another world is possible


More reports on the People’s Daily and Xinhua News on the China-Russia joint naval exercises in the South China Sea.

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And a series of articles in the People’s Daily analyse the USA as a ‘source of turmoil in the world’. It is keen both to make a mess and to brainwash the elites in some non-Western countries. To a large degree, this is ‘a reflection of a twisted mentality of an empire moving downhill’.

I have become used to the relatively high cost of things in Denmark and I always assumed one would never find anything free. However, the other day we were walking through the forest and happened upon this intriguing site:

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I went in to look, finding what we would call a bush camping site (right next to the ancient deer park):

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It sports state-of-the-art grass, forest and … toilets:

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And there’s even a place to warm yourself and cook some food:

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And the best thing of all is that it is free. Next time we’re here we’ll be making the most of this Danish treasure.

The book is now out of print, which is a shame, but Another Vietnam is a stunning collection of photographs from Vietcong photographers of their side of a long, long war they won. It makes you wonder what the situation would be like if the DPRK had won their revolutionary war against the USA. The images may be found here, along with descriptions (ht: cp).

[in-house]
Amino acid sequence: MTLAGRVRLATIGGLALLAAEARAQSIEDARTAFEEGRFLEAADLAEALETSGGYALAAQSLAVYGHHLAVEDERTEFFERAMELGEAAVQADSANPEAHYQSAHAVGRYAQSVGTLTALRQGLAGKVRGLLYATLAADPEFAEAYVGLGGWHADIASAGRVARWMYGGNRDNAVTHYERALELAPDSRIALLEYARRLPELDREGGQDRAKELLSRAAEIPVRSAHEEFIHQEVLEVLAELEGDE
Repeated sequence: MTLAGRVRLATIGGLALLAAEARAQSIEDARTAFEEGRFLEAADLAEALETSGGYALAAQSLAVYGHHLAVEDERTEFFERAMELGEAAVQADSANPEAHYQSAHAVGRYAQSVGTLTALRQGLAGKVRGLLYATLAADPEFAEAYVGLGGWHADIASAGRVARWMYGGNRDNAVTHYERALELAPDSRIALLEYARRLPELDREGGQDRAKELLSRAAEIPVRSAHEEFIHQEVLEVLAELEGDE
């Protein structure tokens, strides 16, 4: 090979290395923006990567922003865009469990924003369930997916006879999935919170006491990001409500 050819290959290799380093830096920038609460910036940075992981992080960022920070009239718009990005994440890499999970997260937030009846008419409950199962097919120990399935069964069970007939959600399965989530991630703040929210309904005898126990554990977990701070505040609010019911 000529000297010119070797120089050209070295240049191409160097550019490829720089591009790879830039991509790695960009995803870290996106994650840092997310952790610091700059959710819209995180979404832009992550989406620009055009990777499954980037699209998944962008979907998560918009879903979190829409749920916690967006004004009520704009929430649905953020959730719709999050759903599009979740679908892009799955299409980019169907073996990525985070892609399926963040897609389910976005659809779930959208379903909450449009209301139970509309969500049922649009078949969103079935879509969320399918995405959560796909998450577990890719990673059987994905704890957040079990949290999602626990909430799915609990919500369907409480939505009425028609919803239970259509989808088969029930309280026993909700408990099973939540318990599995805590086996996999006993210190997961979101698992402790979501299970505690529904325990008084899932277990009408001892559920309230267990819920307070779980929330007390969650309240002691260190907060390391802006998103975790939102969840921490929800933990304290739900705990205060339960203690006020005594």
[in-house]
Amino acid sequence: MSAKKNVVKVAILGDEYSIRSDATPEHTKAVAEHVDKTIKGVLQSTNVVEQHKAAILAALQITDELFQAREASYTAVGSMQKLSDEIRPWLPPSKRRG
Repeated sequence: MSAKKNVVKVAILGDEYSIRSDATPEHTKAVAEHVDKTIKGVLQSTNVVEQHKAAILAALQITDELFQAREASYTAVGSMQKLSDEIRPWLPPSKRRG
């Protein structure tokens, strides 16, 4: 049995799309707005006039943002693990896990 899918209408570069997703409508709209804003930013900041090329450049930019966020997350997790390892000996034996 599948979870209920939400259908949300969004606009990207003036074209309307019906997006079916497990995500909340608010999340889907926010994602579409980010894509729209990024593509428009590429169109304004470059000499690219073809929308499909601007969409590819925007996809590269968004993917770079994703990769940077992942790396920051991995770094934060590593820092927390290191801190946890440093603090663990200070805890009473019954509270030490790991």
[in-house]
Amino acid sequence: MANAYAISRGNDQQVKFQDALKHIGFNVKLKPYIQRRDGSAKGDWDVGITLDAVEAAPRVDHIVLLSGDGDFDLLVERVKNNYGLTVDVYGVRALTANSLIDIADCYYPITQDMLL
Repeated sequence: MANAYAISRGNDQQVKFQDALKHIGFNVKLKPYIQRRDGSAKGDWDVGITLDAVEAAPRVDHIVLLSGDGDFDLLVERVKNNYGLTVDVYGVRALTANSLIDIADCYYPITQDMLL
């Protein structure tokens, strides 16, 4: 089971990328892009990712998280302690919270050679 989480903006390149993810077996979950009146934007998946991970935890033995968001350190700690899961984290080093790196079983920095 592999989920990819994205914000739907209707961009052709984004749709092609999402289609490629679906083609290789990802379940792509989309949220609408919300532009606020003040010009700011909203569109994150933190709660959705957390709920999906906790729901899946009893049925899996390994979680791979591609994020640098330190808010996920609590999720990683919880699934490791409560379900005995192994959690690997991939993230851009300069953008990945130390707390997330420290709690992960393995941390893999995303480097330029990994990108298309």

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Three wise communists

Among the many intriguing delights of Pyongyang is the Juche friendship wall:

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Plaques from nearly every country in the world represent the various Juche study groups and DPRK friendship groups. I even managed to find one from Australia:

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Many of the plaques date from the 1970s and 1980s, but a few from more recent times. However, since the Australian one comes from 1976, I thought it was time to update the representation. I gathered the Australians in our group for a photograph:

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We’ve begun a journey on the largest rail circuit in Australia and will disappear for a couple of weeks from any regular internet or telephone networks – still possible in the vastness of Australia. This entails The Ghan from Adelaide to Darwin, driving from Darwin to Mt Isa (no rail for this part), The Innlander from Mt Isa to Townsville, the Spirit of Queensland from Cairns to Brisbane, and then the XPT back to Newcastle.

Against the standard position that Stalin saw enemies all around him and was seeking world conquest, it is worth recalling comments like these. This is from 1947, in response to an interview question:

Let us not mutually criticize our systems. Everyone has the right to follow the system he wants to maintain. Which one is better will be said by history. We should respect the systems chosen by the people, and whether the system is good or bad is the business of the American people. To co-operate, one does not need the same systems. One should respect the other system when approved by the people. Only on this basis can we secure co-operation. Only, if we criticize, it will lead us too far.

As for Marx and Engels, they were unable to foresee what would happen forty years after their death. But we should adhere to mutual respect of people. Some people call the Soviet system totalitarian. Our people call the American system monopoly capitalism. If we start calling each other names with the words monopolist and totalitarian, it will lead to no co-operation.

We must start from the historical fact that there are two systems approved by the people. Only on that basis is co-operation possible. If we distract each other with criticism, that is propaganda.

As to propaganda, I am not a propagandist but a business-like man. We should not be sectarian. When the people wish to change the systems they will do so. When we met with Roosevelt to discuss the questions of war, we did not call each other names. We established co-operation and succeeded in defeating the enemy. (Works, vol. 16, p. 111)

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